A wonderfully gifted Lecturer in Philosophy from Hull (see below) explained the issue quite brilliantly at the Drill Hall on Saturday. Just how was it that the conditions were just right? Was it by the design of some superior being. Was it by chance? Or was this universe one amongst perhaps an infinity and so was the one to have the right conditions. Ockham's Razor was the 'technique' used to choose between the explanations. It holds that the choice should be that which require the addition of the least new elements. So the plethora of universes wins.
We went on to talk of God.
If we reject the idea of 'God' behind the creation of the universe, is that an end to any idea of God?
We can still look at the world's great religions for moral guidance, for a framework of how life may be lived. Or do we now know it all? Has the secular world taken on all that is helpful and so can put forward its own moral framework. I have argued elsewhere that perhaps the Church has been too successful in enabling this. Perhaps we can look at Jesus, for example, and look to follow his teaching. We would need also to look at Jewish teaching to achieve a reasonably comprehensive framework. We could equally look to Islam, Buddhism and other faiths.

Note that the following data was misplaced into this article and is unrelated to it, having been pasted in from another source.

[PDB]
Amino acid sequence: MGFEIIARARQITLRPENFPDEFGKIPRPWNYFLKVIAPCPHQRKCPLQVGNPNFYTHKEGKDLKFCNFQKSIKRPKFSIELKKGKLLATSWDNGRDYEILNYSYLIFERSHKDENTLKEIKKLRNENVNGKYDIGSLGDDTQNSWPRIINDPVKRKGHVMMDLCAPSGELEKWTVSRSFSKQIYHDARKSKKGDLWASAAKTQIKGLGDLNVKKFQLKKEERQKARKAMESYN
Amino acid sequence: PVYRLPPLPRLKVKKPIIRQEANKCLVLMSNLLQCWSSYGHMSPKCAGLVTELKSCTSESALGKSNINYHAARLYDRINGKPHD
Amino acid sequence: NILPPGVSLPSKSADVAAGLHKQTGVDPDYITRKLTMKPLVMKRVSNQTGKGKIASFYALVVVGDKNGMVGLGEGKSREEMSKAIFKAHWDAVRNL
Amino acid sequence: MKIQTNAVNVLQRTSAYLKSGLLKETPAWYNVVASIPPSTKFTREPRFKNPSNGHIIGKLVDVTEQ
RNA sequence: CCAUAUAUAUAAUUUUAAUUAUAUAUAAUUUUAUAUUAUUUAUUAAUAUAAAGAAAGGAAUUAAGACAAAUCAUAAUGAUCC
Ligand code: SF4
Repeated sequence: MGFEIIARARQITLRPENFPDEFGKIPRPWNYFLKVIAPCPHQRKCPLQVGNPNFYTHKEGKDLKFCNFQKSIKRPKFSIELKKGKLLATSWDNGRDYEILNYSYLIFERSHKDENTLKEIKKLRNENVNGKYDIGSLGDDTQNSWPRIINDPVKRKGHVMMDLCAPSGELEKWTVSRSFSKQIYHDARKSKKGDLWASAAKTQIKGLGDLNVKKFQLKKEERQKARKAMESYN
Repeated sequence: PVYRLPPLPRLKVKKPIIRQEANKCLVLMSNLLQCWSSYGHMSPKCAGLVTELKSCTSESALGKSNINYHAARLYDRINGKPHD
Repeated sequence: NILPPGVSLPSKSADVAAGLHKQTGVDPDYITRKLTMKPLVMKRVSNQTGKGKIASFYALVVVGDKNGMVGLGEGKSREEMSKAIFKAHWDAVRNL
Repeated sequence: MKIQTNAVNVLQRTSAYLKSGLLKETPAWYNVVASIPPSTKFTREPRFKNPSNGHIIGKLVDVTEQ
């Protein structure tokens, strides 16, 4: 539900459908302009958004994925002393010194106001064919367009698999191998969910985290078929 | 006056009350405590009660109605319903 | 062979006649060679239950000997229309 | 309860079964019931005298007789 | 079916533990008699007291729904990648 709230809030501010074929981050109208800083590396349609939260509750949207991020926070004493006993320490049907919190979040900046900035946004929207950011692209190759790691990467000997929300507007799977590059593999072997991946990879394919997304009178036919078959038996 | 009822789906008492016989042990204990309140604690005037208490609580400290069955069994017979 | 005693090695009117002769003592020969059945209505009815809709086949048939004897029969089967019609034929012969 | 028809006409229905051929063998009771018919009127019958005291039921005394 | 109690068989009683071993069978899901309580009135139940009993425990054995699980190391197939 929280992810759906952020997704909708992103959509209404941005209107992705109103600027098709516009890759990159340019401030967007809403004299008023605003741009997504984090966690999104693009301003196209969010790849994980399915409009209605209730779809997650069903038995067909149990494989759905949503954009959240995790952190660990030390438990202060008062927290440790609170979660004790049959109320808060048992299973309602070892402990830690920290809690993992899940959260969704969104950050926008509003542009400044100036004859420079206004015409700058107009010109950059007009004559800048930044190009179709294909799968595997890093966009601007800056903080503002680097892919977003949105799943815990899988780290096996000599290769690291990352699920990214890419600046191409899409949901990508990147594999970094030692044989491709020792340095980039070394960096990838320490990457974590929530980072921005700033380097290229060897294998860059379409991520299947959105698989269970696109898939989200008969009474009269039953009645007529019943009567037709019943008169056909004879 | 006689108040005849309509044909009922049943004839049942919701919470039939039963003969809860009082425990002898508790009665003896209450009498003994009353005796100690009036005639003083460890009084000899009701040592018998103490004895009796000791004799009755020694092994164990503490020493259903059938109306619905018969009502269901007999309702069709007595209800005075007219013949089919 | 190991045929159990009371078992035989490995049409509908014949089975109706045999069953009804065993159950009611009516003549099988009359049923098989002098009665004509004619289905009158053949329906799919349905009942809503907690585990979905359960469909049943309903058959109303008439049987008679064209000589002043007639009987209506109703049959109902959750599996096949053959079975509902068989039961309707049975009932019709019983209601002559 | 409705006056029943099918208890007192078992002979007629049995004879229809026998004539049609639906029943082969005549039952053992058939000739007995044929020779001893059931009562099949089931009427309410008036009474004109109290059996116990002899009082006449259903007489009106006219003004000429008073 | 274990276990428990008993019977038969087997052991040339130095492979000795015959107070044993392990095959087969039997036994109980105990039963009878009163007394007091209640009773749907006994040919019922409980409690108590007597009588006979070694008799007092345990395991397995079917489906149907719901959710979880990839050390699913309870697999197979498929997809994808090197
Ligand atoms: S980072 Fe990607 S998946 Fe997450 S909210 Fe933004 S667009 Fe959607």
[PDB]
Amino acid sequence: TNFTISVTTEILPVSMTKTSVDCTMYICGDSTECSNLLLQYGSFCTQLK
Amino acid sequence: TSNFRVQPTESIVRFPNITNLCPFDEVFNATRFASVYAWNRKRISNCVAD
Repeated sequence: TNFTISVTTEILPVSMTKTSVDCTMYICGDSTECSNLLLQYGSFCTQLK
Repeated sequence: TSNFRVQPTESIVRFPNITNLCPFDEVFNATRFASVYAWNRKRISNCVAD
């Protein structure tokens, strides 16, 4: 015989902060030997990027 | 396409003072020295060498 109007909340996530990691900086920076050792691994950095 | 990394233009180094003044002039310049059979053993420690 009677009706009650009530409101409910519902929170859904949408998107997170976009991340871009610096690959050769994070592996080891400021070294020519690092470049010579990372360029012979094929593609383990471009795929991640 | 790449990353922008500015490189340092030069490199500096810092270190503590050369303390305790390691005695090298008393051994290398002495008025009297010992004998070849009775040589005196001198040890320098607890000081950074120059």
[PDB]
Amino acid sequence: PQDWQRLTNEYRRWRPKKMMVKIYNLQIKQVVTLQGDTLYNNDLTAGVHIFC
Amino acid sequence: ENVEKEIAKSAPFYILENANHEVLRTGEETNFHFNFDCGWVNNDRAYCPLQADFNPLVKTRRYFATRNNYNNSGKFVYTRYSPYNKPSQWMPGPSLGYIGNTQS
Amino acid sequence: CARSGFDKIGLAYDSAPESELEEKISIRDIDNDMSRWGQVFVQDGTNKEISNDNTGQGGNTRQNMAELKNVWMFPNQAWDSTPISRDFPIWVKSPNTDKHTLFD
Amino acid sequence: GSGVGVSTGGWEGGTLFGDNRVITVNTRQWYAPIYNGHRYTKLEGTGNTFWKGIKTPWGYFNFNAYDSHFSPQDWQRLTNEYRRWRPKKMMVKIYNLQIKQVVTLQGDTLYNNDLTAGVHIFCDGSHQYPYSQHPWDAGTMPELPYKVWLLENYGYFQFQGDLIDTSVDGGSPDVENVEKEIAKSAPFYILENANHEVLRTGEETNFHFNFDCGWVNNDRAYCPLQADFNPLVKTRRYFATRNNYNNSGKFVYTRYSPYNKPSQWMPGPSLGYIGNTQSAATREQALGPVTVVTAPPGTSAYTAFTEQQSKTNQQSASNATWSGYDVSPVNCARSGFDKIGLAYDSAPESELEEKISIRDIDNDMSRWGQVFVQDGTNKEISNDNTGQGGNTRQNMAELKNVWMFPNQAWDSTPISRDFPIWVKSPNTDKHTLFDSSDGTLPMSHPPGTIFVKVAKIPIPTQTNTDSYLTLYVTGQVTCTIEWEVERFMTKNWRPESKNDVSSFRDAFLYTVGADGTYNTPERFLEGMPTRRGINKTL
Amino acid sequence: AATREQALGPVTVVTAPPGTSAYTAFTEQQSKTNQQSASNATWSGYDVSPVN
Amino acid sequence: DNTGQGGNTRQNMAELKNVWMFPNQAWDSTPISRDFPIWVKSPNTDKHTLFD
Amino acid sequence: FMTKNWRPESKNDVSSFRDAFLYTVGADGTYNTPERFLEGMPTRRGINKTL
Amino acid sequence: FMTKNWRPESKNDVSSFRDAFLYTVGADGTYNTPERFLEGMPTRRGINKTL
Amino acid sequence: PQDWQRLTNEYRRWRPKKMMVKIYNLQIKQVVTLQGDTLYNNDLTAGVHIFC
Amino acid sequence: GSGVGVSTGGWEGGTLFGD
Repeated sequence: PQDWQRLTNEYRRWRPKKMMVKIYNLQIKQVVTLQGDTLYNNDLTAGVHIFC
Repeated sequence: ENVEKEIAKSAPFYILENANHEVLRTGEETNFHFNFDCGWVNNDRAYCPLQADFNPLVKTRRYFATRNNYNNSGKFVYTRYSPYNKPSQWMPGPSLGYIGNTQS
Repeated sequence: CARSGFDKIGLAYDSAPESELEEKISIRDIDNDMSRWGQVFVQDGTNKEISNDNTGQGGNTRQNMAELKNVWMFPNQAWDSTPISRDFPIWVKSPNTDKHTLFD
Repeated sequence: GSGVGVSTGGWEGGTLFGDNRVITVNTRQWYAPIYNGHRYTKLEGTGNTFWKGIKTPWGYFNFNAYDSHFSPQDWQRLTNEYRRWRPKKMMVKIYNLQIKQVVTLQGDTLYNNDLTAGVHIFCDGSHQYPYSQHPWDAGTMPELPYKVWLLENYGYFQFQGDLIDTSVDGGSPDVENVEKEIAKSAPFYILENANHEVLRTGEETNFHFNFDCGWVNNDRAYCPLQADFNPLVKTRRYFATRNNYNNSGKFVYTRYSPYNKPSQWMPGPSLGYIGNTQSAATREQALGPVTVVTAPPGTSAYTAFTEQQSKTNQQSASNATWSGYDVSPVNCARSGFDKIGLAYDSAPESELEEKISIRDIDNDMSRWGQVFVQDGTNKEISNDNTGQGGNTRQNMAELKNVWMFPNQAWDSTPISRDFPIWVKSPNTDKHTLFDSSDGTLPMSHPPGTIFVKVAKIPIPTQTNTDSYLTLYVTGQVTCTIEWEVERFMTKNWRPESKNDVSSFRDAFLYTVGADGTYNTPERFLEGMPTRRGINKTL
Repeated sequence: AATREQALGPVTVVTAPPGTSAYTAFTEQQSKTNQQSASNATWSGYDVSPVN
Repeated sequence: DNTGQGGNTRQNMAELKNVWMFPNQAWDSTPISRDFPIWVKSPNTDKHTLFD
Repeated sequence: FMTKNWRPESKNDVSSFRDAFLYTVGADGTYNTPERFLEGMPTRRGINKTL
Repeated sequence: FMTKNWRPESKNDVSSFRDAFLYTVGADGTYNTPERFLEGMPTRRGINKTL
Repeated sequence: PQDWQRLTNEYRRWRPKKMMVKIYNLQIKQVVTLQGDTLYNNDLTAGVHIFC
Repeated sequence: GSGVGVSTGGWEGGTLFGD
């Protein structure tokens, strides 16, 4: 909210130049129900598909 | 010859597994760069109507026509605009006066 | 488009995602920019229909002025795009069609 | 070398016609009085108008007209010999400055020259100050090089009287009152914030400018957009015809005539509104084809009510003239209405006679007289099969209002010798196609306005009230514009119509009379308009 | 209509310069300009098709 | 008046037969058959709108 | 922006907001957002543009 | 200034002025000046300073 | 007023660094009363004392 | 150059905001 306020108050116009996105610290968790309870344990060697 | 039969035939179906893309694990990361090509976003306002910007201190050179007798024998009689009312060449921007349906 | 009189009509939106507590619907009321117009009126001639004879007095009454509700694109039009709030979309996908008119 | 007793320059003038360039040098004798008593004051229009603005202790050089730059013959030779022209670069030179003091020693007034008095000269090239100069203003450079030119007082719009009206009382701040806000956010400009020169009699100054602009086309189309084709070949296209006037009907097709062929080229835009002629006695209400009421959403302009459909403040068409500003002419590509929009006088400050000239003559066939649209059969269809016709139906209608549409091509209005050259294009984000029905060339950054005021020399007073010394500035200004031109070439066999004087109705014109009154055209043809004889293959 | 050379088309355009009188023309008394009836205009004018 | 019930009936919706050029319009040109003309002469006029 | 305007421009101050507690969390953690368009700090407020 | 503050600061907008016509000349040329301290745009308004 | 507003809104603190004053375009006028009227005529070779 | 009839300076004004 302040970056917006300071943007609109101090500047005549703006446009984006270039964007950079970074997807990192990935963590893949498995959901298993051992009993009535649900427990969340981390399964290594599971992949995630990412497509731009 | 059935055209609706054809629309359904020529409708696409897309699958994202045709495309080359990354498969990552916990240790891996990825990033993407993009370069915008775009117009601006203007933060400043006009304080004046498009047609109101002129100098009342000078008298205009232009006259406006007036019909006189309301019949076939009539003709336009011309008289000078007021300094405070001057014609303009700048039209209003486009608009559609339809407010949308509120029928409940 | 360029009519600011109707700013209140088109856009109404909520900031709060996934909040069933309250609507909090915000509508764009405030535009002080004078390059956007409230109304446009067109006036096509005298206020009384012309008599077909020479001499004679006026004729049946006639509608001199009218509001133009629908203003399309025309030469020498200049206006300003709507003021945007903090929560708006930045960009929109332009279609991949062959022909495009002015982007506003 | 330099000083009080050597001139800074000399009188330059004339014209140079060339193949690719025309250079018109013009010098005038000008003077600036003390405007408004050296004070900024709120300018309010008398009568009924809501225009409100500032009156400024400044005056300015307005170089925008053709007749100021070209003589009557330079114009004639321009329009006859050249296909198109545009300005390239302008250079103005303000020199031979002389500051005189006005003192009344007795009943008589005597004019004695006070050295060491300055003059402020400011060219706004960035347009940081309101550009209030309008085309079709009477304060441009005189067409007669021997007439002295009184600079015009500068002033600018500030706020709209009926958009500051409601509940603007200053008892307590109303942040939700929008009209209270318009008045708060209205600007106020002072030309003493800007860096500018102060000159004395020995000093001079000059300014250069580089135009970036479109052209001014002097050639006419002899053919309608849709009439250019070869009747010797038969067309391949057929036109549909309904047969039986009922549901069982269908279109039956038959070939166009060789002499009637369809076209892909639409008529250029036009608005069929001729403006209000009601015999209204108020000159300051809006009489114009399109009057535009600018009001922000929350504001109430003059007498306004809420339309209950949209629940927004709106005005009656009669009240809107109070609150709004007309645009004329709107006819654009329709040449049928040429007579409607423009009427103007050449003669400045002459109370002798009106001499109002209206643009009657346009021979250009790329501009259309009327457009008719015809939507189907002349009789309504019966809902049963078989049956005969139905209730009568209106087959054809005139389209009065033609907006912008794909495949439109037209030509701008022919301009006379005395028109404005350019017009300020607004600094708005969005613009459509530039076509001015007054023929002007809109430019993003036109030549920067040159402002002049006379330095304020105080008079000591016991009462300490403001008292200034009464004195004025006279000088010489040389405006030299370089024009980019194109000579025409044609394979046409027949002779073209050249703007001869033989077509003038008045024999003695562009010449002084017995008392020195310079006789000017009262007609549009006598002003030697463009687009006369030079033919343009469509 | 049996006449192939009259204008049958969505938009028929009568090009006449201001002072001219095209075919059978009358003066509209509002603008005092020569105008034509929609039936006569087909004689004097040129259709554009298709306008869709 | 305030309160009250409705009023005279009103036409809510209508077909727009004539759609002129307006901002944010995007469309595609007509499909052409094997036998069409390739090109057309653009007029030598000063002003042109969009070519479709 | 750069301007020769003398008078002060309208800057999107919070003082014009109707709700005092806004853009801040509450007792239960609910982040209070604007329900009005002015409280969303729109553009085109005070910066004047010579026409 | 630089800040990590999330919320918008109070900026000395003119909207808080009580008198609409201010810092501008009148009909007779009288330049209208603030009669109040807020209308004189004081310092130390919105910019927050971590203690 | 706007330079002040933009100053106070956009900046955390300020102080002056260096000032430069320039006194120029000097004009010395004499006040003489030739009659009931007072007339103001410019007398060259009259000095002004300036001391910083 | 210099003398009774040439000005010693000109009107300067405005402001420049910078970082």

We could do this, but does the faith rather fall apart once the creator God is removed?
We can talk of a spiritual dimension, something removed from the measurable world, something that can neither be proved or disproved by science. Richard Dawkins might suggest that this world is none other than our own unconscious mind. Yet the Bible itself talks of the Kingdom of God being within. Can we conceive of God in us, rather than out there? If we can, can we also communicate such an idea and leave in place the Bible, for example? We can explain that it represents the thinking of man over millennia and our thinking has simply taken a good few steps further forward with the benefit of science.
Daniel Came is Lecturer in Philosophy at the University of Hull. He received his BA and MPhil degrees in Philosophy from the University of Cambridge and his PhD in Philosophy from the University of Oxford. He has held a Junior Research Fellowship in Philosophy at Worcester College, Oxford and a College Lectureship in Philosophy at St Hugh’s College, Oxford.
Fine-Tuning, Theism, and the Multiverse Hypothesis
Physicists have calculated that, if the laws and constants of physics had been even slightly different, the universe would have developed in such a way that life would have been impossible. This apparent “fine-tuning”, some say, is best explained by theism. Multiverse theories are typically offered as naturalistic rivals to theism. If there are vastly many universes which vary ¬perhaps randomly ¬in their relevant parameters, then it is not at all surprising that at least one universe is life-permitting.
In this talk, I evaluate the adequacy of the multiverse hypothesis relative to classical theism in explaining the fine-tuning of the universe.